How to Grow Dahlias
The dahlia: The great queen of the summer. She never ceases to dazzle us! This year I grew somewhere around 250 dahlia plants, and as I type this, I'm in the process of dividing and storing them for the winter. I'd love to triple my crop for next year! In this article, I'm going to share with you a few things I've learned about growing these beauties.
Let's start from the beginning. Dahlias are tubers. You can plant tubers in the spring when there is no longer a danger of the ground freezing. If the tubers freeze they'll turn to mush and rot in the ground. This year spring came a bit early, so I pushed my luck and put them in the ground before the last frost date. Lucky for me, the frost held off and my dahlias survived! The spring can often be very wet in my area, and if yours is the same, you need to remember that dahlias like to be consistently moist but not soaking or soggy. If they are overwatered they will turn to mush in the soil, so be sure to plant them somewhere with good drainage and a high amount of organic matter in the soil. (The organic matter helps retain an even amount of moisture but will not be soggy.) As the dahlias grow they will need a hard pinch when they are about a foot or so tall. A hard pinch is when you cut off the top third to half of a plant between leaf nodes. The purpose here is to encourage the plant to produce several blooms with long cuttable stems. For many flowers, the harder and deeper you cut them the taller stems they will produce. This is also true for dahlias.
Dahlias like their "feet" cool, so if you live in an area with particularly hot summers you should consider staying away from using a black landscape fabric or plastic mulch for your dahlias. As the plants grow their leaves will help produce shade that will help to keep the roots cool.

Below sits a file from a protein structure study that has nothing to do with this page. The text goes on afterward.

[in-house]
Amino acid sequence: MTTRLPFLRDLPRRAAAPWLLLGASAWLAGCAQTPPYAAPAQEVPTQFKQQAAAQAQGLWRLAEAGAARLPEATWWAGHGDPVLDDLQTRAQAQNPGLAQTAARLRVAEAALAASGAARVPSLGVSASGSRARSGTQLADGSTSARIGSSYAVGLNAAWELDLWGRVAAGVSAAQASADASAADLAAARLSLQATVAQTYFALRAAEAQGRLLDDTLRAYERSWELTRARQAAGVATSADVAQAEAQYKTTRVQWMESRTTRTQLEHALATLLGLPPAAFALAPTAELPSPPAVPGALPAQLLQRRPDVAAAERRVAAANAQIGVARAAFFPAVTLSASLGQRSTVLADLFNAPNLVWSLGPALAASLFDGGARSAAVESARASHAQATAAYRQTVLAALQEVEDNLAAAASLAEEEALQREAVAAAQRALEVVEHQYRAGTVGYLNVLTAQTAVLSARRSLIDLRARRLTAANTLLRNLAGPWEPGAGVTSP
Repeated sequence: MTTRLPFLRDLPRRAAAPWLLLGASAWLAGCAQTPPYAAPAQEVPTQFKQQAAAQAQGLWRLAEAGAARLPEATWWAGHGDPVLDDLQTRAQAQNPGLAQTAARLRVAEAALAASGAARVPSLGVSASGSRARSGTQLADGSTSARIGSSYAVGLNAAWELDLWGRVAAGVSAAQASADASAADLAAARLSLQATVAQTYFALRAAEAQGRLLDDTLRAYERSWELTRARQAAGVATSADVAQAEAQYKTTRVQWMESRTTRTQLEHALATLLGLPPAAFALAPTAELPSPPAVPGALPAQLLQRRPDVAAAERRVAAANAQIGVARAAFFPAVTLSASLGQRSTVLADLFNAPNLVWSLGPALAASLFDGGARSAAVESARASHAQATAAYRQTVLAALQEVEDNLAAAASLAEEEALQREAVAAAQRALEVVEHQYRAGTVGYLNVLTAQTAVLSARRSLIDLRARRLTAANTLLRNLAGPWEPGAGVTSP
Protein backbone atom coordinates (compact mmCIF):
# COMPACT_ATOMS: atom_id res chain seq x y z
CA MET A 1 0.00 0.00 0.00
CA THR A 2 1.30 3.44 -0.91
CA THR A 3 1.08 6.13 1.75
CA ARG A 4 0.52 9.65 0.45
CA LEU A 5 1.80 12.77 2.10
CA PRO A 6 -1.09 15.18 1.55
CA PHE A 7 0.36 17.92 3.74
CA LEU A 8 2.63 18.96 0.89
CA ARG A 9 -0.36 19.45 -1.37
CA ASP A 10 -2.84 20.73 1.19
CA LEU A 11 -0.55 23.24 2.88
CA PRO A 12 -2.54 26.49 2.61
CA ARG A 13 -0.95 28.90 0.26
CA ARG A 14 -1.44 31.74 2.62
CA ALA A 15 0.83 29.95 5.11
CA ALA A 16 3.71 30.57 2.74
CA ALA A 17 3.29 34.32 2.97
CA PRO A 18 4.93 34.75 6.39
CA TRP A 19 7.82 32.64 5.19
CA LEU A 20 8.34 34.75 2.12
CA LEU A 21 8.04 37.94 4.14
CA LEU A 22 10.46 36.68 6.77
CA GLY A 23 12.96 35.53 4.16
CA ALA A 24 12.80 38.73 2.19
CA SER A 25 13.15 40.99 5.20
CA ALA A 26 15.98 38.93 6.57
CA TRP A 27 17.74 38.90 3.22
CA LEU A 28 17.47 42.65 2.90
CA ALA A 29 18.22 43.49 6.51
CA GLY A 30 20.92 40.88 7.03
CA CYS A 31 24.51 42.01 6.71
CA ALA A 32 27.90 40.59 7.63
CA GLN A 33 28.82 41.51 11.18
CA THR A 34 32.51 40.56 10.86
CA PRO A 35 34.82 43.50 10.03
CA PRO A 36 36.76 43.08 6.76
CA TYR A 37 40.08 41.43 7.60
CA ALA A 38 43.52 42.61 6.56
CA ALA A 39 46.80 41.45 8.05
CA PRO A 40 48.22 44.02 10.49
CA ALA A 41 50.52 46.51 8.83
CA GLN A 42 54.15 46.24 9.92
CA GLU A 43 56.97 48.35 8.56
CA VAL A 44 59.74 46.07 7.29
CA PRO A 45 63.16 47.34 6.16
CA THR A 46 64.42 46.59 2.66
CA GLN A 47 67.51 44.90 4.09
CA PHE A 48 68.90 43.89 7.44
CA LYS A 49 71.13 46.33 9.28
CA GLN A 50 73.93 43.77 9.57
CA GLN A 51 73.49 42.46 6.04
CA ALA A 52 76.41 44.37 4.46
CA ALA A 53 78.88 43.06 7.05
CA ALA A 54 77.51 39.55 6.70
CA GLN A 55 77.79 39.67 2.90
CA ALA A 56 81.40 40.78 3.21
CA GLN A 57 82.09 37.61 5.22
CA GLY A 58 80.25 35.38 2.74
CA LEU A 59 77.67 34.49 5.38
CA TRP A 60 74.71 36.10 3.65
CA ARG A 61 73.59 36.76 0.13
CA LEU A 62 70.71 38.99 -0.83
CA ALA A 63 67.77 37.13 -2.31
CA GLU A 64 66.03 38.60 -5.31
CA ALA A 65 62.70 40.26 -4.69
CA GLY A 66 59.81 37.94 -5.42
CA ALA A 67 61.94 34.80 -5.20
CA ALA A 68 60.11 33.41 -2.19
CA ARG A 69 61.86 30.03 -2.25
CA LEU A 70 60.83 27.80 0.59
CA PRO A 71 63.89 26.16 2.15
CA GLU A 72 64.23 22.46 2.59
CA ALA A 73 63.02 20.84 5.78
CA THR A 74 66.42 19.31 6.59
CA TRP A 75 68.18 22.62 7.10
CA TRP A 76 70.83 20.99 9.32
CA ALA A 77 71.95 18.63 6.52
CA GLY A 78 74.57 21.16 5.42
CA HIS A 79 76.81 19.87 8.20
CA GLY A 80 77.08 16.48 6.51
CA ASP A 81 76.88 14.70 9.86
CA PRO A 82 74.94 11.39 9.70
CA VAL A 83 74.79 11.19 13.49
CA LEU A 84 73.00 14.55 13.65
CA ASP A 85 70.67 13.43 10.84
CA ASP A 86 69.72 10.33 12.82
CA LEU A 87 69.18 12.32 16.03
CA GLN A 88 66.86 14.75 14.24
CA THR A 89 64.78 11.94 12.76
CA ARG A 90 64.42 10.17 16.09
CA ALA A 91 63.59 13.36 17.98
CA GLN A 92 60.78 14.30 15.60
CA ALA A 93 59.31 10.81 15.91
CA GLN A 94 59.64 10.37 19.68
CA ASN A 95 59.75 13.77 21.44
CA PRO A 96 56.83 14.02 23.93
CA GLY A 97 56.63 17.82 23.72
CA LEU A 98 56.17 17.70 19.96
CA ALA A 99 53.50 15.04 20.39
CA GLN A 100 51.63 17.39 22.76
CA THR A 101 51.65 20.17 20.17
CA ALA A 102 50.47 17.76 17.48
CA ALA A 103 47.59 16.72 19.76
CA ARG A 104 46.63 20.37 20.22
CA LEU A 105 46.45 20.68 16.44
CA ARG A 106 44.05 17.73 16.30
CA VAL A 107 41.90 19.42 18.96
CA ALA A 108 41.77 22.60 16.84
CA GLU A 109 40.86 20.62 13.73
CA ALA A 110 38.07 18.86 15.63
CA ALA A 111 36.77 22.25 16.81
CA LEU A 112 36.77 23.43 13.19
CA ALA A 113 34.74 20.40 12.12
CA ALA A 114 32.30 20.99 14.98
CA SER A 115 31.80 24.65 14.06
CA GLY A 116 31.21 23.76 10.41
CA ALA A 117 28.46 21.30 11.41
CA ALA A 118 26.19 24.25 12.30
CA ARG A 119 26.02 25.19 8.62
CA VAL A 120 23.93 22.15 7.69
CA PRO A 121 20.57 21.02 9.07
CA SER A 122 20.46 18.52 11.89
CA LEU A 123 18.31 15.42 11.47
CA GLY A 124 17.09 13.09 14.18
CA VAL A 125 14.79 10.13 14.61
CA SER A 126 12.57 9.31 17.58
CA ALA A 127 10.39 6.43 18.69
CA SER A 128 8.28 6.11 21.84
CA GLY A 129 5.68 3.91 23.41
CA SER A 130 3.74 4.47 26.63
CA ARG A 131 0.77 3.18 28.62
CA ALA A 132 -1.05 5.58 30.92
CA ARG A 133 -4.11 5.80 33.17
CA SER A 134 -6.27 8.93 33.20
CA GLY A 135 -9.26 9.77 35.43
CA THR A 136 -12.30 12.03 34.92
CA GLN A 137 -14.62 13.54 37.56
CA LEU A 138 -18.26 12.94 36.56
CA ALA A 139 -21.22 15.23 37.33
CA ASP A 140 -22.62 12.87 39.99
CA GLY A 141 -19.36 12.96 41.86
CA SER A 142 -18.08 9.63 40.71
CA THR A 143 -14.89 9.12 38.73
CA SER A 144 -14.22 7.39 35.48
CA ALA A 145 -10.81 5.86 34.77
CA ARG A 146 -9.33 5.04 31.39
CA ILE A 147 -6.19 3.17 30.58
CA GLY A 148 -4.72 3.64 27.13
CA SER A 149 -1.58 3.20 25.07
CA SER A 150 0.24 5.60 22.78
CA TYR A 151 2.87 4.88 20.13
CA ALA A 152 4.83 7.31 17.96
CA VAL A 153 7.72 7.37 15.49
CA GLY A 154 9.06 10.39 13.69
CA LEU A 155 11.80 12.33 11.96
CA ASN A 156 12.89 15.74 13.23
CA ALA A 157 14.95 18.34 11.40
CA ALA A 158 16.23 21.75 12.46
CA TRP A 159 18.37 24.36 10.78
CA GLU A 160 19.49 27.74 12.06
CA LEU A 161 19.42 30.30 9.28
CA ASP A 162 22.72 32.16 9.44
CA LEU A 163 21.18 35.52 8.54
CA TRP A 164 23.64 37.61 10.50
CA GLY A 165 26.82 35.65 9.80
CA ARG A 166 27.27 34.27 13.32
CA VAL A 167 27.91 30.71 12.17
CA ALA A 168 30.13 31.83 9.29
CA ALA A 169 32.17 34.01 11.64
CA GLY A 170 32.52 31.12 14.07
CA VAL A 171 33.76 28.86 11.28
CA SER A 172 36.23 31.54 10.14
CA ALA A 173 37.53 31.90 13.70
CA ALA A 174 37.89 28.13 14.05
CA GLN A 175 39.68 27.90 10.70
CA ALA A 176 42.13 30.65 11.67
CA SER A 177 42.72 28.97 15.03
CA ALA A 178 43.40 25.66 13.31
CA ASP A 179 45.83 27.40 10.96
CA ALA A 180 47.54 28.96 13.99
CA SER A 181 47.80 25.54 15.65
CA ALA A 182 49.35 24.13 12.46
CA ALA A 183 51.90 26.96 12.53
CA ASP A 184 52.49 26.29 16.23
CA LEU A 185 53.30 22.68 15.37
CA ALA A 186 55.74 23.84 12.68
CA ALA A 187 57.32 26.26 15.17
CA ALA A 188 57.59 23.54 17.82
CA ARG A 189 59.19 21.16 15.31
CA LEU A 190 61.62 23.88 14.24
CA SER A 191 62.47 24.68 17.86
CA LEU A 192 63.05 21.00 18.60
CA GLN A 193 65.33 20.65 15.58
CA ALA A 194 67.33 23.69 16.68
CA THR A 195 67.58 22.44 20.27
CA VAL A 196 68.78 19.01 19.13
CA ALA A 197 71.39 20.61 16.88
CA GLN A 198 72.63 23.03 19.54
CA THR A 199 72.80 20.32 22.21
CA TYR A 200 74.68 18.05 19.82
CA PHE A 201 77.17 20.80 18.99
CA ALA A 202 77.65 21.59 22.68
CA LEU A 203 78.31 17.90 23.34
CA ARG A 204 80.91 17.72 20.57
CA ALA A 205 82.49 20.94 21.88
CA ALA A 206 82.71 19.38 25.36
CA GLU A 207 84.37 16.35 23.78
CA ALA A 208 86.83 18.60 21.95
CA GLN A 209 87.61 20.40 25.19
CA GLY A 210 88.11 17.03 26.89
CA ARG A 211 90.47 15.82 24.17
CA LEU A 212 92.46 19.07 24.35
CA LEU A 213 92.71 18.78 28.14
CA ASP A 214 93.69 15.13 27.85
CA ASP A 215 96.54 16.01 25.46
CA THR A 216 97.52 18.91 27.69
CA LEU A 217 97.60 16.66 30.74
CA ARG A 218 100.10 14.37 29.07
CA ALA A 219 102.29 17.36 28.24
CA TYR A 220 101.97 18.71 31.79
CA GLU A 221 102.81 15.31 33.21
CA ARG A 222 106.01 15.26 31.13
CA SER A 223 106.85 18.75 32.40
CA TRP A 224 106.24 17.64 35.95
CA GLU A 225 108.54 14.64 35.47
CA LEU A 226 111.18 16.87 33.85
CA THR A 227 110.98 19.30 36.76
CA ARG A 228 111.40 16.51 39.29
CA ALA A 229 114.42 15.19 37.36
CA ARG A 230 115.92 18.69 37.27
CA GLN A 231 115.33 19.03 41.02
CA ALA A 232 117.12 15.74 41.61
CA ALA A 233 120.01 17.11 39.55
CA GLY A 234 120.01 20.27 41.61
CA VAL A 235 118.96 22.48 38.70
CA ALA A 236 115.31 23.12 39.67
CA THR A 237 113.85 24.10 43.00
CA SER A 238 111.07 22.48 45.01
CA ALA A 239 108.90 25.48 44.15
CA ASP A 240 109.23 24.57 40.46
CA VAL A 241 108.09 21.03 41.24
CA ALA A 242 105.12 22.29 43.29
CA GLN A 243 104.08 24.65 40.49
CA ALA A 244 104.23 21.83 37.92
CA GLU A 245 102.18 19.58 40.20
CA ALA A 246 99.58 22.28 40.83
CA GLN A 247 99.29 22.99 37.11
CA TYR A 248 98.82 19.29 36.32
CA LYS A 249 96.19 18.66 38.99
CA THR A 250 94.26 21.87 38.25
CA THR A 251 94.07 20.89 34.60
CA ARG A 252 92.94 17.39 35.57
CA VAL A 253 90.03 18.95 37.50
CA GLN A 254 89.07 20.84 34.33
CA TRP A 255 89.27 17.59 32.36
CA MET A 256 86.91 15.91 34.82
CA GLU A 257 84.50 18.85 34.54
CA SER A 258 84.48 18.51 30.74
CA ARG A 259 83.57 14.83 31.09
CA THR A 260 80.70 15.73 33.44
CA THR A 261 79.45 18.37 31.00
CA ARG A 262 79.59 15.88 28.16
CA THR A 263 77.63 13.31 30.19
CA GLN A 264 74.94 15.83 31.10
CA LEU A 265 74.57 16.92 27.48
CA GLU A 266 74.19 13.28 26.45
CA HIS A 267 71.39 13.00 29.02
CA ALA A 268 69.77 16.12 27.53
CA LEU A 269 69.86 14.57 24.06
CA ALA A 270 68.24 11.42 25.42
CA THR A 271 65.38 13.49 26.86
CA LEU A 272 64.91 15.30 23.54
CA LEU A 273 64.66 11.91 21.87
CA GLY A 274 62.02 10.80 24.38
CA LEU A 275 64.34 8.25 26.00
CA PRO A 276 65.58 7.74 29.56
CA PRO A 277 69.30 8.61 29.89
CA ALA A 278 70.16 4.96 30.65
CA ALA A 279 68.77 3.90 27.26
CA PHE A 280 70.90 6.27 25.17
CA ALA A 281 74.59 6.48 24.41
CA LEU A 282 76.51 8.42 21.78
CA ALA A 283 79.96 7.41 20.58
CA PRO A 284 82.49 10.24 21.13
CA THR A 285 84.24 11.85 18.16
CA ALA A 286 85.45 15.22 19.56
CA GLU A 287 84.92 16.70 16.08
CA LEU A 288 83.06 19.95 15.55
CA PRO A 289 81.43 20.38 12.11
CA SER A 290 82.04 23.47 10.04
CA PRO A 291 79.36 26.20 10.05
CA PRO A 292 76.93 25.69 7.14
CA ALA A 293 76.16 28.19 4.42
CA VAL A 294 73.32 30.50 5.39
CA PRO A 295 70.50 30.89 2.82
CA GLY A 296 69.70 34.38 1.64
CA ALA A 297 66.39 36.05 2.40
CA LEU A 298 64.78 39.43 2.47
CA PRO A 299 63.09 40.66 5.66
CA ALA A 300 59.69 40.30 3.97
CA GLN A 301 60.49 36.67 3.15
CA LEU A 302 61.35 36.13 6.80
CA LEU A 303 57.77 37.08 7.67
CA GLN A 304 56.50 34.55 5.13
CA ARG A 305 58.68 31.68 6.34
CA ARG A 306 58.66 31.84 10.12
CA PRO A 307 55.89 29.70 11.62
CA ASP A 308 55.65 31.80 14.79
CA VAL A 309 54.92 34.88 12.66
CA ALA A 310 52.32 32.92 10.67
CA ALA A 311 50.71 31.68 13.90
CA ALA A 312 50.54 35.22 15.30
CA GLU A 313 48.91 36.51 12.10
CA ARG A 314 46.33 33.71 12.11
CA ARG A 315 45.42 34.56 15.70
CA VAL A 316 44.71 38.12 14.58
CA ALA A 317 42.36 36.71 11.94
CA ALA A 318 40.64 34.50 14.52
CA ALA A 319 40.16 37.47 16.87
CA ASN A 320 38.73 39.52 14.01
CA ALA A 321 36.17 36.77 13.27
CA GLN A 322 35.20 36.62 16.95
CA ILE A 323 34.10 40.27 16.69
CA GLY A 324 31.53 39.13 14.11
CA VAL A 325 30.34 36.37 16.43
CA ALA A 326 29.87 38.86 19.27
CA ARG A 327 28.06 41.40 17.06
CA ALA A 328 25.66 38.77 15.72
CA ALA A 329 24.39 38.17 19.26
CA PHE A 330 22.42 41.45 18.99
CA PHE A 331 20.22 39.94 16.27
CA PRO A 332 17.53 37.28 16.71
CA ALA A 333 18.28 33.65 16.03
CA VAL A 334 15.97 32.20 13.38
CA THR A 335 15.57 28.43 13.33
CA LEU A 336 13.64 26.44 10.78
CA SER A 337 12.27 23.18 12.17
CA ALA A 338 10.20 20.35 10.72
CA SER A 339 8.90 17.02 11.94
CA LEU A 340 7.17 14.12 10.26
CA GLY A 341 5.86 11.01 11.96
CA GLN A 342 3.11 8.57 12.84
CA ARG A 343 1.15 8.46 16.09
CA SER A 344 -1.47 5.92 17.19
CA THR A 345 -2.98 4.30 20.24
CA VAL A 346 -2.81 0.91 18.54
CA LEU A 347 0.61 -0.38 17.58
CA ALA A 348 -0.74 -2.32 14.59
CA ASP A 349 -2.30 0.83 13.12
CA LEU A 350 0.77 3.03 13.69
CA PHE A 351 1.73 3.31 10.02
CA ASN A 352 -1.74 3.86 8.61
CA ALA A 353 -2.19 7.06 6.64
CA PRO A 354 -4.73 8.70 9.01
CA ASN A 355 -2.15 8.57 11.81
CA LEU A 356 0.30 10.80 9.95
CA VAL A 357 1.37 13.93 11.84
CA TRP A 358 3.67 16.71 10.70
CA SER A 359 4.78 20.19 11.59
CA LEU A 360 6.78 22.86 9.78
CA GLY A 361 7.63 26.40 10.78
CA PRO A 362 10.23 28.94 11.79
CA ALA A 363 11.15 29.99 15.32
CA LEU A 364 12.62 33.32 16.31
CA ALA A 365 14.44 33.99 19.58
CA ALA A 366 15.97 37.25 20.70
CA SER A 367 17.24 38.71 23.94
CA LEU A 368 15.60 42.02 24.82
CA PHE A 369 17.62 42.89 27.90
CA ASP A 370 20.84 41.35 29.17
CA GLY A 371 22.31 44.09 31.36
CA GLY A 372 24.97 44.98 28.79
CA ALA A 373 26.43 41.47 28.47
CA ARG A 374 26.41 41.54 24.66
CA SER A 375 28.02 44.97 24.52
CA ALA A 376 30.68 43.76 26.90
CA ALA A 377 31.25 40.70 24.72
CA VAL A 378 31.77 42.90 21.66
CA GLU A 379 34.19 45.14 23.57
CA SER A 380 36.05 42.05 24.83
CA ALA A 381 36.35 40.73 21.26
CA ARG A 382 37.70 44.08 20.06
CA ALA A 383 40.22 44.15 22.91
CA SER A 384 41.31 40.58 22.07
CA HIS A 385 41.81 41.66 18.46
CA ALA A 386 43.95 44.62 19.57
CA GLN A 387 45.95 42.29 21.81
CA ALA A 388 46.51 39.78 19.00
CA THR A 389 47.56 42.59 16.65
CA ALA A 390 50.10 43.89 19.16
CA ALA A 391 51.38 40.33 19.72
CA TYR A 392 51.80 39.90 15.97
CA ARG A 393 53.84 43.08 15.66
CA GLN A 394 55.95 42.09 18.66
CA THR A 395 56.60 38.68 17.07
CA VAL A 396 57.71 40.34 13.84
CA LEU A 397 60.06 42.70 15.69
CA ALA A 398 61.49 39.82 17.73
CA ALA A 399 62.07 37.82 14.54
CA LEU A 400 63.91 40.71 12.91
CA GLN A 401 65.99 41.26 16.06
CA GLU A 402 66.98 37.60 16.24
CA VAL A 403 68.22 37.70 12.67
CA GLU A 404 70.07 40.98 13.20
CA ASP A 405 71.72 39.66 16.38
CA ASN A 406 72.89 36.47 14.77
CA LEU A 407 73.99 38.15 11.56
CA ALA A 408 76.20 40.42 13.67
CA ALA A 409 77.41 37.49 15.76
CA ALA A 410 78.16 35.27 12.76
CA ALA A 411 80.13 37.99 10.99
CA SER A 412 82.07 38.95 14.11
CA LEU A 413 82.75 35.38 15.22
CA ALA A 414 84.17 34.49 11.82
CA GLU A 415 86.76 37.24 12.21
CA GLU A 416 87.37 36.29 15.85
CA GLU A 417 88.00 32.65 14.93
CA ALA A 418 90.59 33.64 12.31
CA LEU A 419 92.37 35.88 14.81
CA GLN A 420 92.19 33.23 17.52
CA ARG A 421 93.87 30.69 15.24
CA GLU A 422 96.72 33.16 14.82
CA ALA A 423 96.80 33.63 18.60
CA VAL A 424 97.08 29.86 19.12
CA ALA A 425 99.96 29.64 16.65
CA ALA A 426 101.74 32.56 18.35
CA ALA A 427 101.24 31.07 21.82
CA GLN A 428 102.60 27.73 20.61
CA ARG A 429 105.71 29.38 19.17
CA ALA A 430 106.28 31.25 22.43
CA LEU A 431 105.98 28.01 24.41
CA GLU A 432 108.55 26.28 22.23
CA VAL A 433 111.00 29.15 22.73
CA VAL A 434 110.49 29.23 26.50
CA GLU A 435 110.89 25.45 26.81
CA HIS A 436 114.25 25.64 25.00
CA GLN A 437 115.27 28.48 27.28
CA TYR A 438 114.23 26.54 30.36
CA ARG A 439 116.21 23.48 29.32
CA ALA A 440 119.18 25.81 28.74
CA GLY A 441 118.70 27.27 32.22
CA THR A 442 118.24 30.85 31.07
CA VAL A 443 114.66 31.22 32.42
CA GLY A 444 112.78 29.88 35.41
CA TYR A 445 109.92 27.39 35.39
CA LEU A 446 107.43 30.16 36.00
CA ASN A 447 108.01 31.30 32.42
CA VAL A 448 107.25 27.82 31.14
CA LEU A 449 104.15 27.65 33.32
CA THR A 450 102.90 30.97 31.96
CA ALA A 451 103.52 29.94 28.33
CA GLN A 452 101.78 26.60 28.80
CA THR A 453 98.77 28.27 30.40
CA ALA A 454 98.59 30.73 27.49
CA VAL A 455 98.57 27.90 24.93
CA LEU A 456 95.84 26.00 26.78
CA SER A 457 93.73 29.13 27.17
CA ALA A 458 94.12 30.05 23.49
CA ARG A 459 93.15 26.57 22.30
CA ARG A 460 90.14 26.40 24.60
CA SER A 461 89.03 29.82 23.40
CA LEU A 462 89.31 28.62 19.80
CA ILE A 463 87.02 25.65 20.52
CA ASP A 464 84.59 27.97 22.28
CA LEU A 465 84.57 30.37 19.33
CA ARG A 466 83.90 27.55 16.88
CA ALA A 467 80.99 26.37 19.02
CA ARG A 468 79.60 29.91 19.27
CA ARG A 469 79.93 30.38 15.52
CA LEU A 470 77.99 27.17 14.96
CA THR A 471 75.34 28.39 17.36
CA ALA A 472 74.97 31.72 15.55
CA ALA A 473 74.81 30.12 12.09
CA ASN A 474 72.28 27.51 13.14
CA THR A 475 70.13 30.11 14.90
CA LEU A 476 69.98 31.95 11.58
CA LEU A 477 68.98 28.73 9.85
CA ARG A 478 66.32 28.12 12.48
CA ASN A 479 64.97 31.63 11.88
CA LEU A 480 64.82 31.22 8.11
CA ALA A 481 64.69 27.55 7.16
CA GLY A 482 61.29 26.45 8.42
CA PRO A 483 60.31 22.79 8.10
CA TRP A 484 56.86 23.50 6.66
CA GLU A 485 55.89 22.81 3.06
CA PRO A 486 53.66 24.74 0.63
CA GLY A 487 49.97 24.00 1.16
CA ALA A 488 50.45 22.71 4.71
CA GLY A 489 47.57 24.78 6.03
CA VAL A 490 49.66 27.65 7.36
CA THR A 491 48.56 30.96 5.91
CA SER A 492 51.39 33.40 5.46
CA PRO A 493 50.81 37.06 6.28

For pest control, I rely heavily on neem oil sprayed once a week or once every other week, and Sluggo sprinkled at the base of the plant to help with earwigs. Both of those products are accepted for organic growers to use. I've seen many growers use organza bags on each individual bloom. This route can be time-consuming but will keep the beetles from chewing holes in the petals.
The most significant struggle I've had with dahlias is their vase life. There are a couple of tricks I have found helpful in elongating their life after they've been cut. First, pick them early in the morning when it's cool. It is imperative that your buckets, clippers, and water are super duper clean! Any bacteria will clog the stems and prevent them from taking up water. I pick directly into a basic Floralife solution. Once I bring them inside I have tried three different techniques to help them take up water: searing (with fire), boiling, and QuickDip. By far the easiest method that produced the best, most consistent results, was QuickDip. I gave them a fresh cut, a dip, and then left them to take up water for a couple of hours. I did not have access to more than an old refrigerator this year, so I didn't chill them often, but if you have a cooler you can use, chilling is also helpful in making these blooms last.
I hope this is helpful to you in your beautiful flower adventure! Happy growing!